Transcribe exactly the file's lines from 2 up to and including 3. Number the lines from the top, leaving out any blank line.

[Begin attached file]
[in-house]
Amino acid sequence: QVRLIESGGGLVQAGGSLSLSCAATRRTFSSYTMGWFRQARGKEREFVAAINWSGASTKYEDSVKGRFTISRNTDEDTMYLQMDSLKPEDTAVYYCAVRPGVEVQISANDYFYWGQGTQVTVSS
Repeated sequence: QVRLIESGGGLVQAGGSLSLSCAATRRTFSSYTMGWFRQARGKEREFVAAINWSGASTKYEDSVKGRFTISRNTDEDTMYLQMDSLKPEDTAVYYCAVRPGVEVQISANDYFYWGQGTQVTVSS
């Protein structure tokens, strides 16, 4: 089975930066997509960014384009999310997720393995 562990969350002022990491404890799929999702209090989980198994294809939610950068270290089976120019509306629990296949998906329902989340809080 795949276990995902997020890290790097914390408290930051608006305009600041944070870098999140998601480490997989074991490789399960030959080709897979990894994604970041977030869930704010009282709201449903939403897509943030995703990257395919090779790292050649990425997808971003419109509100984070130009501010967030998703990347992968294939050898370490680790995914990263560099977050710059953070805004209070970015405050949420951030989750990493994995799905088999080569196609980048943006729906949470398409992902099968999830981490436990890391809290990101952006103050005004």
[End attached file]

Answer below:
Amino acid sequence: QVRLIESGGGLVQAGGSLSLSCAATRRTFSSYTMGWFRQARGKEREFVAAINWSGASTKYEDSVKGRFTISRNTDEDTMYLQMDSLKPEDTAVYYCAVRPGVEVQISANDYFYWGQGTQVTVSS
Repeated sequence: QVRLIESGGGLVQAGGSLSLSCAATRRTFSSYTMGWFRQARGKEREFVAAINWSGASTKYEDSVKGRFTISRNTDEDTMYLQMDSLKPEDTAVYYCAVRPGVEVQISANDYFYWGQGTQVTVSS